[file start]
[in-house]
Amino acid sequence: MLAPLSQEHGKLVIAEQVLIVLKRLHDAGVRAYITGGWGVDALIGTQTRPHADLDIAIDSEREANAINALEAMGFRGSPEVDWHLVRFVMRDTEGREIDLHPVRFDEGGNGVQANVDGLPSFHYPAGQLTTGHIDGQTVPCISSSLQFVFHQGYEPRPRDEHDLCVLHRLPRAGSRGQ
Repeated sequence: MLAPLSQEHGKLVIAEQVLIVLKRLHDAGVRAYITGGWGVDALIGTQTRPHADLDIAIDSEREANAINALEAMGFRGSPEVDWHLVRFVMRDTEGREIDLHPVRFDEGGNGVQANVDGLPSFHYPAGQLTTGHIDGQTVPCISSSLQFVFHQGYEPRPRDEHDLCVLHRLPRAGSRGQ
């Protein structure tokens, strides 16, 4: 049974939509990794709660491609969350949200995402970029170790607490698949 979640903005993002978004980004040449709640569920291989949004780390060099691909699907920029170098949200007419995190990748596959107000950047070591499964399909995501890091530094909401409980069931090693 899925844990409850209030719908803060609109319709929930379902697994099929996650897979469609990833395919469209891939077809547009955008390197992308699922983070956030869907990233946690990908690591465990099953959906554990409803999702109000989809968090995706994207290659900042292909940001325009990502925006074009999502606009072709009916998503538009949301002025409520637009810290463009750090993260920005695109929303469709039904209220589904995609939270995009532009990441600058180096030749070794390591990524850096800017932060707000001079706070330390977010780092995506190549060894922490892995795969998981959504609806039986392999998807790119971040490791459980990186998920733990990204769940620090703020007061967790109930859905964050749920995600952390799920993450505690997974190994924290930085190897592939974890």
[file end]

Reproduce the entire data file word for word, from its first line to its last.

[in-house]
Amino acid sequence: MLAPLSQEHGKLVIAEQVLIVLKRLHDAGVRAYITGGWGVDALIGTQTRPHADLDIAIDSEREANAINALEAMGFRGSPEVDWHLVRFVMRDTEGREIDLHPVRFDEGGNGVQANVDGLPSFHYPAGQLTTGHIDGQTVPCISSSLQFVFHQGYEPRPRDEHDLCVLHRLPRAGSRGQ
Repeated sequence: MLAPLSQEHGKLVIAEQVLIVLKRLHDAGVRAYITGGWGVDALIGTQTRPHADLDIAIDSEREANAINALEAMGFRGSPEVDWHLVRFVMRDTEGREIDLHPVRFDEGGNGVQANVDGLPSFHYPAGQLTTGHIDGQTVPCISSSLQFVFHQGYEPRPRDEHDLCVLHRLPRAGSRGQ
């Protein structure tokens, strides 16, 4: 049974939509990794709660491609969350949200995402970029170790607490698949 979640903005993002978004980004040449709640569920291989949004780390060099691909699907920029170098949200007419995190990748596959107000950047070591499964399909995501890091530094909401409980069931090693 899925844990409850209030719908803060609109319709929930379902697994099929996650897979469609990833395919469209891939077809547009955008390197992308699922983070956030869907990233946690990908690591465990099953959906554990409803999702109000989809968090995706994207290659900042292909940001325009990502925006074009999502606009072709009916998503538009949301002025409520637009810290463009750090993260920005695109929303469709039904209220589904995609939270995009532009990441600058180096030749070794390591990524850096800017932060707000001079706070330390977010780092995506190549060894922490892995795969998981959504609806039986392999998807790119971040490791459980990186998920733990990204769940620090703020007061967790109930859905964050749920995600952390799920993450505690997974190994924290930085190897592939974890």